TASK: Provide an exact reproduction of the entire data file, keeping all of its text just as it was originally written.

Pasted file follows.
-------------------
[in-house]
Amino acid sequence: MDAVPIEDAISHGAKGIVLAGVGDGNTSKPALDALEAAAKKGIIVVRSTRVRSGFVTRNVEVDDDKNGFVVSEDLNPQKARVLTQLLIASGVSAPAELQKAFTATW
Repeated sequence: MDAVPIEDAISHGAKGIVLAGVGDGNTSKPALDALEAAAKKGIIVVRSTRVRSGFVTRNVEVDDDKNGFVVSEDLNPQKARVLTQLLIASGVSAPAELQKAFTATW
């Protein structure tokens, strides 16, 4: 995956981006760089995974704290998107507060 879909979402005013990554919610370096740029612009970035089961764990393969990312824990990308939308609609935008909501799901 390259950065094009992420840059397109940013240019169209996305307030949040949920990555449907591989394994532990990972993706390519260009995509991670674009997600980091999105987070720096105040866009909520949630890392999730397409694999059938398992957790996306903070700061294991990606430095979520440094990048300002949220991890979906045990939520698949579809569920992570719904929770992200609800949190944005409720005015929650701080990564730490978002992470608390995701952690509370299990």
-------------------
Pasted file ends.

[in-house]
Amino acid sequence: MDAVPIEDAISHGAKGIVLAGVGDGNTSKPALDALEAAAKKGIIVVRSTRVRSGFVTRNVEVDDDKNGFVVSEDLNPQKARVLTQLLIASGVSAPAELQKAFTATW
Repeated sequence: MDAVPIEDAISHGAKGIVLAGVGDGNTSKPALDALEAAAKKGIIVVRSTRVRSGFVTRNVEVDDDKNGFVVSEDLNPQKARVLTQLLIASGVSAPAELQKAFTATW
């Protein structure tokens, strides 16, 4: 995956981006760089995974704290998107507060 879909979402005013990554919610370096740029612009970035089961764990393969990312824990990308939308609609935008909501799901 390259950065094009992420840059397109940013240019169209996305307030949040949920990555449907591989394994532990990972993706390519260009995509991670674009997600980091999105987070720096105040866009909520949630890392999730397409694999059938398992957790996306903070700061294991990606430095979520440094990048300002949220991890979906045990939520698949579809569920992570719904929770992200609800949190944005409720005015929650701080990564730490978002992470608390995701952690509370299990």